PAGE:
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  • Data from : Plastic debris dataset on the Seine river banks: plastic pellets, unidentified plastic fragments and plastic sticks are the Top 3 items in a historical accumulation of plastics.
    Inventory of plastic items collected in a quadrat of 1m2 in a historical polluted shore in the Seine river (downstream of the estuary; Lat. 49.4339; Long. 0.6160). Data are representative of the historical plastic pollution occurring in this river with few items dated from 1965, 1974, 1983, 1992 or 2010. Plastic items were classified according to OSPAR and MSFD classifications, which give insights about the origin of the items and their chemical composition. A total of 20 259 plastic debris were individually counted, classified and weighted by category. Those plastic debris are more than 150% heavier in mass (> 4kg) than organic debris, i.e. dead vegetation and gastropod shells, found in this kind of dry march surrounded by reedbeds. The Top 3 categories of items collected are plastic preproduction pellets, unidentified plastic fragments and plastic sticks (cotton bud and lollipop sticks). Plastic preproduction pellets are 15 times more numerous than gastropod shells. High concentration of pellets could be linked to the vicinity of plastic manufacturers near the sampled site. They represent 50% of the items collected during this campaign but only 5.6% of the mass. In contrast, around 30% of the mass is carried by the unidentified fragments of macroplastics >2.5cm, which only represent 7% of the total items. Hundreds of caps, lids, and rings were also found without their associated bottles, which are often prompt to sink. Furthermore, the dataset refers to specific activities in the estuary with for example 100 g/m2 of polyethylene from shotgun plastic wads related to intense hunting activities. Those items have to be mentioned because they are very common in the estuary and their origin is clearly identified, while alternatives such as biodegradable wads do exist. Reporting number of items, associated mass and volumes will improve conversions of unit for other studies related to river pollution when only one of the units are available. To facilitate conversions, mass per item were also reported for the Top 10 items. In addition, specific items such as plastic tag ties (e.g. textile), or plastic fibers from toilet brushes were unusually reported and should be considered as additional categories in OSPAR/MSFD classifications for rivers.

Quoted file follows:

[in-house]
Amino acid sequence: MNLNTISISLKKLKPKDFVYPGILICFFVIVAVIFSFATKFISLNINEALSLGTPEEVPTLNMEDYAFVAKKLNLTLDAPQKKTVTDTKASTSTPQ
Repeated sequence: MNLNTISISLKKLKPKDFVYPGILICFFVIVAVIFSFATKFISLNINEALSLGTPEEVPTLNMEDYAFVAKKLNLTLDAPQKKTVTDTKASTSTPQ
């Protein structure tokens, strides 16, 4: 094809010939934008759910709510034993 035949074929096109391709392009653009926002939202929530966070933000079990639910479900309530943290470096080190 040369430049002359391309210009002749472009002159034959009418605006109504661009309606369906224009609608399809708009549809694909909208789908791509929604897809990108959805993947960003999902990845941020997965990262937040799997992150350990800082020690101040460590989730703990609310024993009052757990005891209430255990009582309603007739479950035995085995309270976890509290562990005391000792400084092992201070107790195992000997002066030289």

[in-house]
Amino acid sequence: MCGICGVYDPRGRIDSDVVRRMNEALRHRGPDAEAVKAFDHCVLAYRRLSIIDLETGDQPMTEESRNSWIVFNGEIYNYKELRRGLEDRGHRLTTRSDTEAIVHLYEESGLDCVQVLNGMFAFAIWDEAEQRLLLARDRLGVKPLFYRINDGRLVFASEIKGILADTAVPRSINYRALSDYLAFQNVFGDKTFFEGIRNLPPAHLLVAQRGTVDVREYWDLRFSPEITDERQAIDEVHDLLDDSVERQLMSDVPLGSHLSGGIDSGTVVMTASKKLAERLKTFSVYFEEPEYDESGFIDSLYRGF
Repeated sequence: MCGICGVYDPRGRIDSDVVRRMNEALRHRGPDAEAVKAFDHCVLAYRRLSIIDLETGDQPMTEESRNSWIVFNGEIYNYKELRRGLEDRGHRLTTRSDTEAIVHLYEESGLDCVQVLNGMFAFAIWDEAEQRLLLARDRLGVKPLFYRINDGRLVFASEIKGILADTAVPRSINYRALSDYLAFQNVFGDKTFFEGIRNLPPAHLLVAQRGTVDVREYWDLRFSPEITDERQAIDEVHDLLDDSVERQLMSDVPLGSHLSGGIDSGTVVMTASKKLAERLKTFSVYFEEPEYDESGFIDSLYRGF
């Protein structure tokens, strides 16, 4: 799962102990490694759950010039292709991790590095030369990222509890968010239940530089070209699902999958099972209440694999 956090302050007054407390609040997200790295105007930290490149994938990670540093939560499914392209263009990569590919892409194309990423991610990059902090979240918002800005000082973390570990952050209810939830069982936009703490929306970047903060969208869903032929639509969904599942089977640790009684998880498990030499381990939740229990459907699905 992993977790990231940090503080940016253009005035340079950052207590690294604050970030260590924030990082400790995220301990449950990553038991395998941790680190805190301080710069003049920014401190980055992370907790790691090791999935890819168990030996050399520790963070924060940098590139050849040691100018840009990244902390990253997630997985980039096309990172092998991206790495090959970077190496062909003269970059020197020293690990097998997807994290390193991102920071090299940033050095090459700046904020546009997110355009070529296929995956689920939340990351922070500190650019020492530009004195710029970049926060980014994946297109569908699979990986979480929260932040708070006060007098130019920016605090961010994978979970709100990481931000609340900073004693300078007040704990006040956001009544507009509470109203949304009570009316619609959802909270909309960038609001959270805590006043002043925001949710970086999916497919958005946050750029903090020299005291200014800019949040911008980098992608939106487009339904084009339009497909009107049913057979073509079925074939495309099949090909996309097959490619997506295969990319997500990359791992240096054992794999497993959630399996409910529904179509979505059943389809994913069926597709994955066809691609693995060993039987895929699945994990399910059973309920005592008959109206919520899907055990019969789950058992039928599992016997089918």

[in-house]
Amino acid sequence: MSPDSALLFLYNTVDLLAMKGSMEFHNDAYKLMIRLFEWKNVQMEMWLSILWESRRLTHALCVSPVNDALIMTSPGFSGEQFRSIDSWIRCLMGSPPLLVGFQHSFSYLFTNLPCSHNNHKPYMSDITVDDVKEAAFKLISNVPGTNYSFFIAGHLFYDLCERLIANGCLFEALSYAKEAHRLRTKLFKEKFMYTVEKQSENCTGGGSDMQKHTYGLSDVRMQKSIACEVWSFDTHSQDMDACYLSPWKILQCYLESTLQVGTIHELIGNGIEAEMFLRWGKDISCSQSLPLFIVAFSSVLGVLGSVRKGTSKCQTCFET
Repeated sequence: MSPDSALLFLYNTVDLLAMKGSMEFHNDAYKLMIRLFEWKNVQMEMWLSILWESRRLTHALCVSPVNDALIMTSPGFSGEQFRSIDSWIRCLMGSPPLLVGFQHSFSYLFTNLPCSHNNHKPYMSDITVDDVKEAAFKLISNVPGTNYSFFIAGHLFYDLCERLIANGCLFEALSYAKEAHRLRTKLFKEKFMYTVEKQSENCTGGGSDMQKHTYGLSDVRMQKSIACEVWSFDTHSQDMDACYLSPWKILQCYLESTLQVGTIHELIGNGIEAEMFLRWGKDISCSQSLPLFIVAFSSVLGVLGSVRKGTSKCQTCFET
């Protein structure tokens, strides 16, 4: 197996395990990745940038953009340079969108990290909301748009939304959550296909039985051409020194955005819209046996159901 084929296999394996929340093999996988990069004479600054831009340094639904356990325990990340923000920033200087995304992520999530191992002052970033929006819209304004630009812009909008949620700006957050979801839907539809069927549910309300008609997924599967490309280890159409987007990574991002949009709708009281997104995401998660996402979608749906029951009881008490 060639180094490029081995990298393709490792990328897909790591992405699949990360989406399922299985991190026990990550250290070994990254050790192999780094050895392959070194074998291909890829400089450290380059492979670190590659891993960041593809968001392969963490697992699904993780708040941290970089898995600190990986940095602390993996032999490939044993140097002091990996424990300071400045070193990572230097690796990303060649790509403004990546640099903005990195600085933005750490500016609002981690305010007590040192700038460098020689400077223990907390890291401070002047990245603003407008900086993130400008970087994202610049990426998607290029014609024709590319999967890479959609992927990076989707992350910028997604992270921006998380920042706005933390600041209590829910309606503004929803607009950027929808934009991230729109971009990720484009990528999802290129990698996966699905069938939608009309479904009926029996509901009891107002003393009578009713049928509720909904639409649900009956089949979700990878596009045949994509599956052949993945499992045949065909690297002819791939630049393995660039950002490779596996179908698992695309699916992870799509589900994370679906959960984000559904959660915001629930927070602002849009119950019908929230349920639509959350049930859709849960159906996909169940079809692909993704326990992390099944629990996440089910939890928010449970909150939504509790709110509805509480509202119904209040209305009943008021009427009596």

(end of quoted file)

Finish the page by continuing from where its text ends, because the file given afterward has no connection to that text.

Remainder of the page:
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  • Data from : Benzalkonium runoff from roofs treated with biocide products - In situ pilot-scale study.
    The dataset gives the concentrations of benzalkonium chloride (C12 and C14), a biocide used for tile roof maintenance, to fight against moss, lichens and algae, in the runoff of 10 pilote scale roof frames. Concentrations were measured over a one year period following biocidal tratment of the roof frames. Results show a major contamination of roof runoff immediately after treatment (from 5 to 30 mg/L), followed by an exponential decrease. 175 to 375 mm of cumulated rainfall is needed before the runoff concentrations become less than EC50 values forfish (280mg/l). The residual concentration in the runoff water remains above 4mg/L even after 640 mm of rainfall. The level of benzalkonium ions leaching depends on the roofing material, with lower concentrations and total mass leached from ceramic tiles than from concrete tiles, and on the state of the tile (new or worn out).